So I’ll stop there, and instead I’ll tell you a funny little ditty about what a bloody awful parent I am (again) and how Kurt got stuck in a girls changing room this week.


With our holiday looming (two days and already drinking!), I had to get Kurt to the shops. Kurt dislikes clothes shopping intensely, like a lot of males. Added to the fear of bumping into his peers in the outside world, WITH HIS MUM, (because none of them have mums, evidently), is the awkwardness of trying things on and not looking cool in public. Then there’s the ADHD factor – all that noise, lighting and people in the mall easily overwhelm him and he also doesn’t do ‘choice’ well.


There's Equality And Then There's Having To Do Stuff Together
Michael Cera’s Awkward Teenage Years, Part 47: A Review of Youth in Revolt

All that pressure turns him into a complete ratbag on shopping trips, which is a real shame, because I loving nothing more than playing personal stylist with my boys.


Anyway, a few days ago I finally managed to blackmail him into going by reminding him that if he didn’t come, he would be forced to wear last year’s VERY uncool, boardies and I might have also mentioned something about new Nike shoes.


He did his usual thing of dropping me like I’m a hot potato as soon as we left the block and I had to walk the usual ten metres or so behind him, like fucking serf, but eventually we met up again in the youth section of Myer. I love that floor of Myer because it’s full of the most wonderfully camp male retail assistants who don’t care that I’m middle-aged and invisible and actually talk to me like I’m a valued customer. Kurt immediately retreated into the nearest corner of the floor, of course, with the biggest teenage gob on, while I chatted to the guys and grabbed at clothes that I thought might suit him.


It’s not that I’m insensitive to his teenage need to appear cool and I am also aware that it can be a bit awkward when your mum asks you to try things on in the aisles, holds up clothes against you or insists on calling you ‘darling’ very loudly, but I was trying.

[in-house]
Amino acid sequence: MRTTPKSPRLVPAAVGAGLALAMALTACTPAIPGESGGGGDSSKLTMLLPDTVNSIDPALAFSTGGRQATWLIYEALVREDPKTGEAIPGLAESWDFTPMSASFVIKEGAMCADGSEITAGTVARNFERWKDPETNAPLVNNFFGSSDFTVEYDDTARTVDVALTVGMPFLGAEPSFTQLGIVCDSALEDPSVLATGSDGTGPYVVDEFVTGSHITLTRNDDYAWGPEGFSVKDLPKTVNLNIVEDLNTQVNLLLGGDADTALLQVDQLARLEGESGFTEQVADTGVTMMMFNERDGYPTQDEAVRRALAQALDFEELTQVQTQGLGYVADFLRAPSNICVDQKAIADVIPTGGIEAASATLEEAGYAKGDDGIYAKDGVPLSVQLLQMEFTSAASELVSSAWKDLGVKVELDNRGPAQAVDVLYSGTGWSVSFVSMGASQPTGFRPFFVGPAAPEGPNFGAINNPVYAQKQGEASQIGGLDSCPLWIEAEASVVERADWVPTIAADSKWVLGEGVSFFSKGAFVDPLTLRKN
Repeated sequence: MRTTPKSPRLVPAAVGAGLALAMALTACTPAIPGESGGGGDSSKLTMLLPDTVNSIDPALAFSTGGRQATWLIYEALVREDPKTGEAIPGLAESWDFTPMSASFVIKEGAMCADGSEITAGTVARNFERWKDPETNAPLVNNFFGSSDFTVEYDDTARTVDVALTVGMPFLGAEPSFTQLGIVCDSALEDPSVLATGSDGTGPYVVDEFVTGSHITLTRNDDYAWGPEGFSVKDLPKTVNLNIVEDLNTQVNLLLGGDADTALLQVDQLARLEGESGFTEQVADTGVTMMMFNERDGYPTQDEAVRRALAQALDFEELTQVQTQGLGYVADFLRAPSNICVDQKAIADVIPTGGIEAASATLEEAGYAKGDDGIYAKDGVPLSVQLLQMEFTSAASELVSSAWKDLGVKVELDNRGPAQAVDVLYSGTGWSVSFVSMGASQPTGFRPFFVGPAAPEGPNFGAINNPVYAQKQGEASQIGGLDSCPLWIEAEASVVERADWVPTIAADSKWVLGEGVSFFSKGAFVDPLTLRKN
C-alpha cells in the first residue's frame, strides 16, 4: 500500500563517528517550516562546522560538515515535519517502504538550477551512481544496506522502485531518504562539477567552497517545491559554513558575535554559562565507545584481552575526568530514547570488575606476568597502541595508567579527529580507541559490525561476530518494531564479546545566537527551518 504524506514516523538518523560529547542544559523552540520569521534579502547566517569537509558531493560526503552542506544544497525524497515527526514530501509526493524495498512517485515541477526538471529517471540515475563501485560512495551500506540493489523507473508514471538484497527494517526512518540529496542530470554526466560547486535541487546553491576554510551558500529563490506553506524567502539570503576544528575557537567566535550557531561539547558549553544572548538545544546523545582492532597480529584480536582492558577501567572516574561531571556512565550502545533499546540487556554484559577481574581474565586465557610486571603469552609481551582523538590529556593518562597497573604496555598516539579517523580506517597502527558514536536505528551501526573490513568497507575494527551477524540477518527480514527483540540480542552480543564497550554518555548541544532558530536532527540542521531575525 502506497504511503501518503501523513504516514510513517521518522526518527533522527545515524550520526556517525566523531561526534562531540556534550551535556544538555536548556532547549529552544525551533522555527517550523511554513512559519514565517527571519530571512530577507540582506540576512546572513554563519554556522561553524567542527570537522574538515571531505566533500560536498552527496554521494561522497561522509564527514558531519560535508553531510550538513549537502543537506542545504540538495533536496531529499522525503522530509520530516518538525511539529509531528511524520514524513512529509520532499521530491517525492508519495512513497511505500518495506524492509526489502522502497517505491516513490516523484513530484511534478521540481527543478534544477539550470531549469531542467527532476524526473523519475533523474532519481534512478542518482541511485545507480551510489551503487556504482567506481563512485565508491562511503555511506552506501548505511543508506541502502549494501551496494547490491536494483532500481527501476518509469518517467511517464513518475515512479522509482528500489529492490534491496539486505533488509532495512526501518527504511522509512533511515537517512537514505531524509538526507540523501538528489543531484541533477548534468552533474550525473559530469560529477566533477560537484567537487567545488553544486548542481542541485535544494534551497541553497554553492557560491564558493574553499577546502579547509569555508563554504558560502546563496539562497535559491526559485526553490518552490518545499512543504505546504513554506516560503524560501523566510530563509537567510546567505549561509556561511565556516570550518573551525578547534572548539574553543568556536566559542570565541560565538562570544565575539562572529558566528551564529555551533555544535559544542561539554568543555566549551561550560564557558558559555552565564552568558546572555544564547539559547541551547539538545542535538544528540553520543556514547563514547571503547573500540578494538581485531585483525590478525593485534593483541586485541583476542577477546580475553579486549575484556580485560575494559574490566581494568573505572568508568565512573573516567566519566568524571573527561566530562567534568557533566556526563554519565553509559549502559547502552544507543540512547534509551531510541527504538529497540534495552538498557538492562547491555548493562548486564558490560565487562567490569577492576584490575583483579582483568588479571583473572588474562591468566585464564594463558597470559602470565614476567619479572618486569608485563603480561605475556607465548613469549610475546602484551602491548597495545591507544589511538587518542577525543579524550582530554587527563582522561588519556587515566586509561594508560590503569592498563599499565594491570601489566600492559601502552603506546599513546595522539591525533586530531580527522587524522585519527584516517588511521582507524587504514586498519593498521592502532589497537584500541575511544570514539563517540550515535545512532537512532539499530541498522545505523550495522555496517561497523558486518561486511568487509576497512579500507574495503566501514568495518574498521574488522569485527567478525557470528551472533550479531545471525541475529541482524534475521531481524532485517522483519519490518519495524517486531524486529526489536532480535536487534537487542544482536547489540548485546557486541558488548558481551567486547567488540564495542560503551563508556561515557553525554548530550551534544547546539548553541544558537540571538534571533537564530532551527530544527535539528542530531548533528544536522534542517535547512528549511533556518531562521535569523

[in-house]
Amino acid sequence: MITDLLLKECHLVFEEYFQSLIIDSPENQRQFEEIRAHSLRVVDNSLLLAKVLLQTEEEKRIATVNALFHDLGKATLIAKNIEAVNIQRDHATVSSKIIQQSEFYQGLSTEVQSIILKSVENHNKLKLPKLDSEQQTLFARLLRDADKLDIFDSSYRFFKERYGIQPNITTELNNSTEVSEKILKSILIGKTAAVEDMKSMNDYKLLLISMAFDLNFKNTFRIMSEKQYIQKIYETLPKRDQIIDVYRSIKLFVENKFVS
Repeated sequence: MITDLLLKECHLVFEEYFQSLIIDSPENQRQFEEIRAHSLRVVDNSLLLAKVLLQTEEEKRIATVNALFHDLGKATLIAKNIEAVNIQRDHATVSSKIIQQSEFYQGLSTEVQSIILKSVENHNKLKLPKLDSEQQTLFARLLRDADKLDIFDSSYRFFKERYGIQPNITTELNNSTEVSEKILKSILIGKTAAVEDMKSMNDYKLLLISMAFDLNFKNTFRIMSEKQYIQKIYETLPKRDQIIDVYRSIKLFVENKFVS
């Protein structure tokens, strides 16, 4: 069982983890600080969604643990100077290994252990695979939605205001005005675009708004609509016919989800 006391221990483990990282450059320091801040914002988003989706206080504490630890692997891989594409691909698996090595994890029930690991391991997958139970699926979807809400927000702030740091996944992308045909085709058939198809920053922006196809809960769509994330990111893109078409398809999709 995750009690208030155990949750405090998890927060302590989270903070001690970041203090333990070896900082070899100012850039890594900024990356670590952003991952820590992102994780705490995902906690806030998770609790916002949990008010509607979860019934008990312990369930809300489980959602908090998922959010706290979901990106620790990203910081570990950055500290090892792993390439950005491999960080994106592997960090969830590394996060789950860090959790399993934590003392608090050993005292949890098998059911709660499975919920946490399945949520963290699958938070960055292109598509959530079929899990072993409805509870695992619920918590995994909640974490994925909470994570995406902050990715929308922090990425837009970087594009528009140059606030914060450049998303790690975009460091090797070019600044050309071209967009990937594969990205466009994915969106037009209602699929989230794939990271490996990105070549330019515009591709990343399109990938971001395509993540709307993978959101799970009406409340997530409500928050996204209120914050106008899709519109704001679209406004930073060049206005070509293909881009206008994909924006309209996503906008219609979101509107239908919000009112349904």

Eventually, armed with a bundle of boy clothes, we headed to the fitting room and Kurt got underway with the apparently torturous task of trying stuff on. When suddenly we heard voices, VERY close by. Girl voices. And it was obvious from the high-pitched squeals that a gaggle of female pubescents had accidentally come into the male changing rooms next to us.




All we could hear were shrieks of:


‘Boys love it when you get your tits out like that.’


‘You’ll never get a boyfriend if you don’t wear shorter dresses.’


‘What do my boobs look like in this dress?’


I felt the heat come off Kurt’s face before I saw what I can only describe as a beautiful shade of fuchsia, as he looked at me accusingly. Had I mistakenly taken him into the women’s changing room? It wasn’t beyond me. Even I felt mortified as I watched my son’s face collapse with embarrassment and thought about what my punishment would be for orchestrating this, the most awkward teenage faux-pas. I tried to laugh it off, nervously, (as you do as a parent when you know you’re in trouble; but if you know anything about teenagers, you’ll also know that they have NO sense of humor when it comes to awkward situations), but Kurt slapped his hand around my mouth quickly and it was obvious we were going to play dead. The girls, meanwhile, carried on discussing every intimate detail of their bodies, boys and then sex, while I watched my boy physically shrink in stature, as he stood there, vulnerably, in his undies.


After the longest five minutes of our lives, not including my recent session in the sauna or my first kiss with the mouth-muncher, the girls began to leave and Kurt regained his ability to breathe again. We grabbed his things and made a run for the exit, noting on our way out that it was indeed a unisex changing room.


I’m with Emma and for equality, just not quite sure if the whole unisex thing, where men and women actually do things together, is ever going to work.